Tuesday, January 8, 2013

Short Doors

TF, "You have got to be kidding me!"
BF unapologetically, "Sorry Cupcake (BFʼs nickname for me). The doors are too short. "
TF, "But I measured and measured and measured!!!"
BF, "Theyʼre still too short."

When selecting the new doors for the kitchen pantry and laundry closet, I knew I didnʼt want bifold or accordion doors. I wanted the new doors to look sleek and modern while being practical. Traditional doors would take up too much space when opened in the oddly designed kitchen.

I would have loved to order sliding doors from Loweʼs or Home Depot, but IKEAʼs prices canʼt be beat. I measured the space over and over and over again. I consulted IKEAʼs website over and over and over again. I even forced BF to measure the space himself before making the final decision. I traveled to Orlando and brought home two pairs of Pax Lyndgal sliding doors.

BF had experience in assembling these doors. Theyʼre the same doors featured in our master bedroom Pax wardrobes. BF guided me on how to quickly assemble the first door. Before he knew it, I assembled all four doors. This is a BIG deal since Iʼm challenged with written and diagram instructions.

Then came the hour when BF hung the first door. NOOO!!! How was this possible? How could the doors be too short? I was already frustrated with our Christmas sewage problems and now the doors are too short?

I couldnʼt return the doors because IKEAʼs policy states returned items must be UNopened. My thoughts turned to selling the doors on Craigslist. My stomach turned at the thought of losing money, especially since I had to drive to Orlando to buy the doors.

BF quickly sensed my frustration and disappointment. He promised he could make it work.  In order to hang the doors at a lower level, he added a couple of boards.  I was almost in tears when he summoned me to look at his handiwork.

Friday, January 4, 2013


BF, "When you hear 12:00 a.m., what does that mean?"
TF, "What do you mean?"
BF, "12:00 a.m. Does that mean 12:00 a.m. in the morning or 12:00 p.m. in the afternoon?"
TF, "12:00 am in the morning, right?"
BF, "Thatʼs what I think too."

BF determined a bubble in the toilet water meant we had plumbing issues. At 9:30 p.m. he filed an online complaint on JEAʼs website. JEA quickly replied saying they would respond before “12:00 a.m.”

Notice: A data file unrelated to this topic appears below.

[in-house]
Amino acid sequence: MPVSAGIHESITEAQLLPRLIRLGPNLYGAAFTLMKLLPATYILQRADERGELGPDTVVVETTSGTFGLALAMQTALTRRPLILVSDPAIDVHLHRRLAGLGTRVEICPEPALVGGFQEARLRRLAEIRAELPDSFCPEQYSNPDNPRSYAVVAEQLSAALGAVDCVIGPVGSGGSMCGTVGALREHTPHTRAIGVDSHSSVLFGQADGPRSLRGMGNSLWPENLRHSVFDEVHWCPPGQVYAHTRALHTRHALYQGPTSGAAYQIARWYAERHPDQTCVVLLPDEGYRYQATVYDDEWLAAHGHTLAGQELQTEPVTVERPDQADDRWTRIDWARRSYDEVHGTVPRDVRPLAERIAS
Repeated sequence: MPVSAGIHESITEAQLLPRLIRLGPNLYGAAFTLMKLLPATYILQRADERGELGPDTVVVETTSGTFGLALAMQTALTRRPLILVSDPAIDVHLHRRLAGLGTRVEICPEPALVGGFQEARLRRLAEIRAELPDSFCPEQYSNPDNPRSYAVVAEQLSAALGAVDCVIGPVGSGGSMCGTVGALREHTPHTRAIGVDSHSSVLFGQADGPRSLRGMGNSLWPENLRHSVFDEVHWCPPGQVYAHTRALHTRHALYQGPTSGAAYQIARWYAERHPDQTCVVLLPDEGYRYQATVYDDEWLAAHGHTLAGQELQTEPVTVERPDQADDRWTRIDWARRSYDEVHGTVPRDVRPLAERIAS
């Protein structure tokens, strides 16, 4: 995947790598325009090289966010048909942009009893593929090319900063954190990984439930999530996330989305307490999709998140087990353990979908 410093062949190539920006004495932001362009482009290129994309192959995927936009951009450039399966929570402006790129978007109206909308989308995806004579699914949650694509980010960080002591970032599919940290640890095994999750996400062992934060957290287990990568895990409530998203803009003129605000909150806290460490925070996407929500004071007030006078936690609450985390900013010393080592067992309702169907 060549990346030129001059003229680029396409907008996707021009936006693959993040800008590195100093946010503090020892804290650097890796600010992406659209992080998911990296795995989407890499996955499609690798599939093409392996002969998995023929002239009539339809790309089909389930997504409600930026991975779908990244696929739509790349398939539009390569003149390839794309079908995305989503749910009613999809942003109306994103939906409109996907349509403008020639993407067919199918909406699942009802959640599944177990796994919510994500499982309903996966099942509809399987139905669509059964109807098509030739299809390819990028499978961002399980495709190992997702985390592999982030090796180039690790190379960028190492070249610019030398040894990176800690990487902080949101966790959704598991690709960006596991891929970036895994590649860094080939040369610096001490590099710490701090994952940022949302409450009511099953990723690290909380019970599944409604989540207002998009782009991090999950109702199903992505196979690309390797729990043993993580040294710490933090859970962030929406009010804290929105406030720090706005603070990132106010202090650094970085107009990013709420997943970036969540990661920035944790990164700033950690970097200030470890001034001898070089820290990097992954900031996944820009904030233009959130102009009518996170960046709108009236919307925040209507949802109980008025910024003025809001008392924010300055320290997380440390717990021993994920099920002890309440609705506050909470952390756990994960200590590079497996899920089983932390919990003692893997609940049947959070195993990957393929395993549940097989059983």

We both assumed the “a.m.” was a typo. We figured a JEA technician would arrive at our house before 12:00 p.m. the next day. We were wrong.
BF fell asleep before I did. I stayed awake to watch the New England Patriots try their best to beat the San Francisco 49ers. As I drifted to an uneasy sleep, I heard a loud “KNOCK - KNOCK - KNOCK” on the front door.

If thereʼs a positive comment I can write about JEA, itʼs that they respond quickly. It was nearly 11:00 p.m. when the JEA technician arrived. I quickly elbowed BF to wake up and loudly said, “Thereʼs someone at the door.”

Next thing we knew, there were three JEA trucks parked outside the house. Not only were there bright yellow flashing lights, the three technicians were forced to yell down the street to hear each other over the noisy equipment. Yikes, I hope they didnʼt wake the neighbors.

We now know there isnʼt a 12:00 am. Thereʼs 12:00 MIDNIGHT and 12:00 NOON. We also know JEA will respond within the time frame they issue.

Jig Brilliance

TF,  "Will you install the kitchen cabinet door handles this weekend?"
BF, "Yup.  Looks like I need to create a jig."
TF, "A jig? Why would you need to use a jig? I didnʼt think you need to worry about right angles."
BF, "Iʼll show you."
When installing multiple door handles, I figured using a level was the most important tool.  I was wrong.  BF nailed leftover wood pieces to create a new jig. After watching him clamp the jig onto the doors, I understood.

The jig creates a perfect template. The jig lines up in the same position on every cabinet. Now I donʼt have to worry about the door handles being crooked.

BF, "Now, do you see the brilliance of the jig?!?!?
TF, "Yeah, yeah. I see its brilliance."
BF, "Come on! Itʼs pretty cool."
TF, "Yeah, yeah."
BF, "Boom! Look at that! Itʼs EVEN sexy!"

Wednesday, January 2, 2013

Orange Cones are a Good Sign

A few months ago, we experienced plumbing issues with the Stinky Black Hole...
TF, "Uh, the toilet just made a noise. "
BF, "What kind of noise?"
TF, "There was a big bubble."
BF, "Turn off the washing machine! Oh crap."

BF walked around the perimeter of the house and assessed we had another sewage issue. This was a week before Christmas. We planned to host our families at our house. We had plans!

After FIVE separate JEA house calls, an extremely unpleasant Loweʼs return transaction, a replaced pump, a weekʼs worth of water rations, smelly sewage gas odors and an attorney consultation consideration, our sewage issue was resolved.

BF researched multiple reports featuring permits, codes, inspections and measurements. Weʼre not naming any names, but there was sketchy work at hand. The most important measurement learned was the 20ʼ easement right.

The 20ʼ easement right meant the issue wasnʼt our problem anymore. 
BF discovered JEAʼs service manholes were located within the 20 ft. easement in our front yard and his work was done. 

Three days after Christmas, five JEA trucks appeared on our street. FIVE trucks! One had a large back-hoe tractor sitting on its truck bed. I canʼt imagine what our neighbors were thinking as they slowly drove past the large utility trucks.

I never thought Iʼd become excited to see orange cones across the street. Orange cones meant something was going to be done!

I never thought Iʼd laugh at the sight of four men huddled around a dirt hole. The phrase, “how many guys does it take...” played in my head.

BF and I left the house to run some errands. When we returned, the JEA guys finished fixing the sewage problems.